It’s painfully obvious that they’re trying to apply rules for terrestrial animals, which demonstrates that they have no understanding of the aquarium hobby or the pet fish industry.  Certainly restrictions like importing no more than every 90 days are useless.  And how exactly are they going to determine if the fish are exposed to other fish for a YEAR after import?  The whole thing is really quite ridiculous.

Who did they actually consult?  The National Aquatic Animal Health Program (NAAHP) is managed through the Aquatic Animal Health Committee (AAHC). This Committee includes provincial and territorial authorities for aquaculture and wild fisheries resource management, veterinary association representatives, Aboriginal groups and wild and farmed industry stakeholders.

That explains a lot.

Then they present a list of ‘susceptible species’.    Unfortunately, there is no rhyme nor reason behind their choices.  The majority of fish imported for aquarium hobbyists pose no more or less risk than those listed.

Barbonymus gonionotus
Carassius auratus
Colisa lalia
Danio rerio
Glossogobius giuris
Osphronemus goramy
Oxyeleotris marmorata
Poecilia reticulata (Guppy)
Puntius sophore
Symphysodon discus
Toxotes chatareus
Trichogaster pectoralis
Trichogaster trichopterus

All of this in the name of protecting wild fish stocks, which of course I agree is a serious issue.  However, having spent many years as a responsible, educated aquarist and moving in related business circles, I can tell you that regulations are not what is required to tackle issues with pet fish release.  The diseases that are in some stores and aquariums now will still circulate.  Without education, ignorance will still lead to wild-release.   I have seen no real effort from the Canadian Government to educate fish hobbyists on wild-release issues, which would cost no more than implementing and enforcing ineffective import regulations.

In short, these new regulations aren’t worth the screen they’re printed on, unless you count the outrageous costs of enforcement, and the impact on the economy that additional costs for businesses will have.   There will be no positive outcome, except perhaps convincing a few voters that the government is actually addressing this serious issue.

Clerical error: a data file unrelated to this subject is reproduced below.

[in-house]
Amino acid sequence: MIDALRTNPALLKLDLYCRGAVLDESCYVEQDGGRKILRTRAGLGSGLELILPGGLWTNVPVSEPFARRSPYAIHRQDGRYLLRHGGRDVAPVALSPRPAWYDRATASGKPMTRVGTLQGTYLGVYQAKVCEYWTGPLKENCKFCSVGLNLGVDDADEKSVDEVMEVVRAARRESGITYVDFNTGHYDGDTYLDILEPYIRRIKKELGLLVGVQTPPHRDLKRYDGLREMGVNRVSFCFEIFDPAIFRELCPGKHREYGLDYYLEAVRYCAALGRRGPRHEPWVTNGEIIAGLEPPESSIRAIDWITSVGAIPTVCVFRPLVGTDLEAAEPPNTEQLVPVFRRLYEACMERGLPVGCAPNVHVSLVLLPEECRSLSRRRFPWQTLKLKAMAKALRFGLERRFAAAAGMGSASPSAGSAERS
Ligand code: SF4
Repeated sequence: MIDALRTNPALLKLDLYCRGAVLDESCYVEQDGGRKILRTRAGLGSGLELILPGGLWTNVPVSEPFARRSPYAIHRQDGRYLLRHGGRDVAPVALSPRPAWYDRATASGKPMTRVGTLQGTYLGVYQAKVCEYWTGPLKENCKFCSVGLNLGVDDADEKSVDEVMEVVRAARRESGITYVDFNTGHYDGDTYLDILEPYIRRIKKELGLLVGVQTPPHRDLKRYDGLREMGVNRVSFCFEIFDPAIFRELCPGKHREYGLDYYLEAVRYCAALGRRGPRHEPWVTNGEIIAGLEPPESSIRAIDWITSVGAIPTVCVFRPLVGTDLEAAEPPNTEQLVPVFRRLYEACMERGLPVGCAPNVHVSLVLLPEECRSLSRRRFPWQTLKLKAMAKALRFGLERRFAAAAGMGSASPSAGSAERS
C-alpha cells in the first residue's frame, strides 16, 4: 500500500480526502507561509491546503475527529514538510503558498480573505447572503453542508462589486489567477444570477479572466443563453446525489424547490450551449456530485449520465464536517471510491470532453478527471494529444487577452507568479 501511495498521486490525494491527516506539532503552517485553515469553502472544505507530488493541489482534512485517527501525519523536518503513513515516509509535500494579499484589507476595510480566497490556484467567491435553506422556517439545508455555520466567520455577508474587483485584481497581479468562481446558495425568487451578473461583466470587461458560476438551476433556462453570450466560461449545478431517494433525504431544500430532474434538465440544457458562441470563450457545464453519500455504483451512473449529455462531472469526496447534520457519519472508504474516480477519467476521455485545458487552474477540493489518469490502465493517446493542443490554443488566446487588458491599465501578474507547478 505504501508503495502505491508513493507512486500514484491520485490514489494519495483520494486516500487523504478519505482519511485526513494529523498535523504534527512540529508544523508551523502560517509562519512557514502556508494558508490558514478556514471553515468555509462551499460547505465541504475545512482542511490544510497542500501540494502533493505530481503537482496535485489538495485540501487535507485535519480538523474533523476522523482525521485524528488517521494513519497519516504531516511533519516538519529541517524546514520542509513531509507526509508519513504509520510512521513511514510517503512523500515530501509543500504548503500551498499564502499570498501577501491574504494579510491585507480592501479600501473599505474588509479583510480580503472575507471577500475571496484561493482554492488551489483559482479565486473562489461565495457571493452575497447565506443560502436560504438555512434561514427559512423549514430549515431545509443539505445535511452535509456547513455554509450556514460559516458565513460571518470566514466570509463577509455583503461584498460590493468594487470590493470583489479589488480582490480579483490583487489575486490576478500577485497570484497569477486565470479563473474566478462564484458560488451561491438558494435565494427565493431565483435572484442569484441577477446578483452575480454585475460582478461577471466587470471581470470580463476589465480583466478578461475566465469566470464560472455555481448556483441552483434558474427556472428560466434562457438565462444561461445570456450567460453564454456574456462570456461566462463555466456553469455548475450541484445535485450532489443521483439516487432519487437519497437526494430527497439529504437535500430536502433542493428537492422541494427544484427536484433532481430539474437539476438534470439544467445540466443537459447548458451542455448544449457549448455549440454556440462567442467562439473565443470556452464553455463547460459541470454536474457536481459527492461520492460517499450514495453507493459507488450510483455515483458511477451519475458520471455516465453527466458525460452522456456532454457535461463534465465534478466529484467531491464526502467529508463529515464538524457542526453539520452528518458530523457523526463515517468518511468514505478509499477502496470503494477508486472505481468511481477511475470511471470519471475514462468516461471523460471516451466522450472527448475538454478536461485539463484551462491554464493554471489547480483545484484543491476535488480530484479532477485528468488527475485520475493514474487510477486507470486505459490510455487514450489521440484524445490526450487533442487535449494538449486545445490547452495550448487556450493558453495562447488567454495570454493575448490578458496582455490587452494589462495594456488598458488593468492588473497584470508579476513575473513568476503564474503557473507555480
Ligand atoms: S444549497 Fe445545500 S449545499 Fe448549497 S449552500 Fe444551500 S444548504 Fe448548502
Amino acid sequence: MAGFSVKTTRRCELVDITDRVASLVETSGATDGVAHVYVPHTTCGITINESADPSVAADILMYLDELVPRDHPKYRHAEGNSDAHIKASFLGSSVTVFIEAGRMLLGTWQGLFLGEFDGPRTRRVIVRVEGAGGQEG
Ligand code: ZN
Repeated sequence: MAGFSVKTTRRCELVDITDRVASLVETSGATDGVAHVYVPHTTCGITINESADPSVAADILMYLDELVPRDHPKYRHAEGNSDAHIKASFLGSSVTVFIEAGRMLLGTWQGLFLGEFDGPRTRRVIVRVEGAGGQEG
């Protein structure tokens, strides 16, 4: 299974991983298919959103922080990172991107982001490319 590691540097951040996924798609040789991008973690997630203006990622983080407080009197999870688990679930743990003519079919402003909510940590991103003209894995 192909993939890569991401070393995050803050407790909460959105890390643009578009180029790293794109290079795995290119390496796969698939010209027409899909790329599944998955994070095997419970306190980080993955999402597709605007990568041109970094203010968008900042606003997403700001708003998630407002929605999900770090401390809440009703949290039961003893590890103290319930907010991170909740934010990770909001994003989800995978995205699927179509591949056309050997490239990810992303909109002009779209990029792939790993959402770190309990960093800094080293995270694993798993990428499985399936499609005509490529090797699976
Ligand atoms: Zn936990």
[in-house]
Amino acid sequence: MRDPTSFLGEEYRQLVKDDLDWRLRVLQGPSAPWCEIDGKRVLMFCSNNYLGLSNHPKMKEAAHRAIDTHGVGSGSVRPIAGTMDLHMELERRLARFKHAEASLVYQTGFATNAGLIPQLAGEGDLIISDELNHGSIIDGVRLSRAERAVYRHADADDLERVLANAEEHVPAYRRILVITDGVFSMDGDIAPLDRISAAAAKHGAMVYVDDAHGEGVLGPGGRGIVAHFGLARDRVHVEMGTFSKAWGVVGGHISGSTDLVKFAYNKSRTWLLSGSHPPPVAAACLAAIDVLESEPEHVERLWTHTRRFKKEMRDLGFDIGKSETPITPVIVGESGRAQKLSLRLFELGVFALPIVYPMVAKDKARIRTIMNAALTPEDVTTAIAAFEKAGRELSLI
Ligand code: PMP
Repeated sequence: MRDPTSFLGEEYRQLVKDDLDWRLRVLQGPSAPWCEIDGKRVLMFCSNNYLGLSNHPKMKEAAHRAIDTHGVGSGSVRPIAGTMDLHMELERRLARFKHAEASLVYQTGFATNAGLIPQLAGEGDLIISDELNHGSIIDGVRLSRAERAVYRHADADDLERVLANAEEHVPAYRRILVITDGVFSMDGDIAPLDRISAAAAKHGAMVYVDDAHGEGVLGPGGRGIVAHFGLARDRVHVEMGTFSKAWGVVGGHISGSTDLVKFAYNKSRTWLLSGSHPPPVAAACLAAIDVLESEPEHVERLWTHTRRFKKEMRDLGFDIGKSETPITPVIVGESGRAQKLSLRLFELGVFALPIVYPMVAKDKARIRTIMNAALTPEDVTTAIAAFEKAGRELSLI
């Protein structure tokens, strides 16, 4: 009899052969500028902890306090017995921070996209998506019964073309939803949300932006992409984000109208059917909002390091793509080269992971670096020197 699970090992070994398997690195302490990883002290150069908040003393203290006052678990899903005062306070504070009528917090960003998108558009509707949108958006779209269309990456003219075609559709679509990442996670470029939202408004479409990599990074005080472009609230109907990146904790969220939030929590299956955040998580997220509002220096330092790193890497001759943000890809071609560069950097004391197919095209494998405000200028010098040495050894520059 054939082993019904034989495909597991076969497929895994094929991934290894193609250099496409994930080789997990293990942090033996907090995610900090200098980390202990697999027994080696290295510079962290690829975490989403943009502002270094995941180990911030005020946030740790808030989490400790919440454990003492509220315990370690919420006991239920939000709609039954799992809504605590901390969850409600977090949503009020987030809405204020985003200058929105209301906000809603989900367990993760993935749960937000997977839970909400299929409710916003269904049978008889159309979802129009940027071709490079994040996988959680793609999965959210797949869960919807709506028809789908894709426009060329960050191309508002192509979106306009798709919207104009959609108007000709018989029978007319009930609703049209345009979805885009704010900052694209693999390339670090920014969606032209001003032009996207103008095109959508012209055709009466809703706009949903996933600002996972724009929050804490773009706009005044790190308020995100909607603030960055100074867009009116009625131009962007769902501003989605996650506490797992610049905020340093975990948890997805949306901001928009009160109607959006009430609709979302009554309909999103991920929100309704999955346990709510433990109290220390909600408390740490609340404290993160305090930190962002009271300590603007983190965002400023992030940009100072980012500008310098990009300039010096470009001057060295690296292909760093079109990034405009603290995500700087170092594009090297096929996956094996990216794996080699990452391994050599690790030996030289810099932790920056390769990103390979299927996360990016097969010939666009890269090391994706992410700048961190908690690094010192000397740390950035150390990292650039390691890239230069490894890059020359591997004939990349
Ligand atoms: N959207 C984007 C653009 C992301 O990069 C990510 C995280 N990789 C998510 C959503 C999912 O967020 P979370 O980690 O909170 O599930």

When it comes to pets, the government would accomplish far more if they consulted and educated the people who have them.

The way I see it anyway ;-).

For more information, contact the Canadian Food Inspection Agency at 1-800-442-2342 or visit their Aquatic Animals web page.

Other Resources:

Application for Permit to Import Aquatic Animals and/or Their Offal {.pdf}
National Aquatic Animal Health Program
Convention on International Trade in Endangered Species of Wild Fauna and Flora (CITES)
Pet Industry Joint Advisory Council of Canada (PIJAC Canada)
Fisheries & Oceans Canada
Surveillance for Aquatic Animal Diseases

Source:  The Canadian Food Inspection Agency


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11 thoughts on “New Canadian Rules for Importing Aquarium Fish, Crustaceans and Snails (Updated) ©

  1. Don’t they have something better to do that would actually be useful? I’m all for saving wild fish and waterways but this won’t help at all! Not even a little!

  2. I understand the need for regulations but this is insane. We need to get people who know what they’re talking about to advise the suits.

  3. Oh Canada, why must you always make the same mistakes as America? Regulating fish imports like guppies is only necessary in warm climates and we don’t happen to have one of those!

  4. Excellent reporting & editorial. We need more eyes on fish and aquarium issues.

  5. I’m a tropical fish importer so nothing the Canadian government does surprises me anymore. I agree, it’s ineffective and impossible to enforce ridiculous regulations like these. It’s just another cash grab and I’m just a grab or two from going out of business.

  6. I don’t know what Canadian fish keepers would do without people like you to keep us posted. Appreciate the info even if it is bad news.

  7. I’ve been hearing rumours about this. Another load of bureaucratic BS from the government of canada! If they want to make a difference they’d take the time to learn about what they’re regulating. Thanks for keeping the post updated. I’m glad we have another year before this madness begins.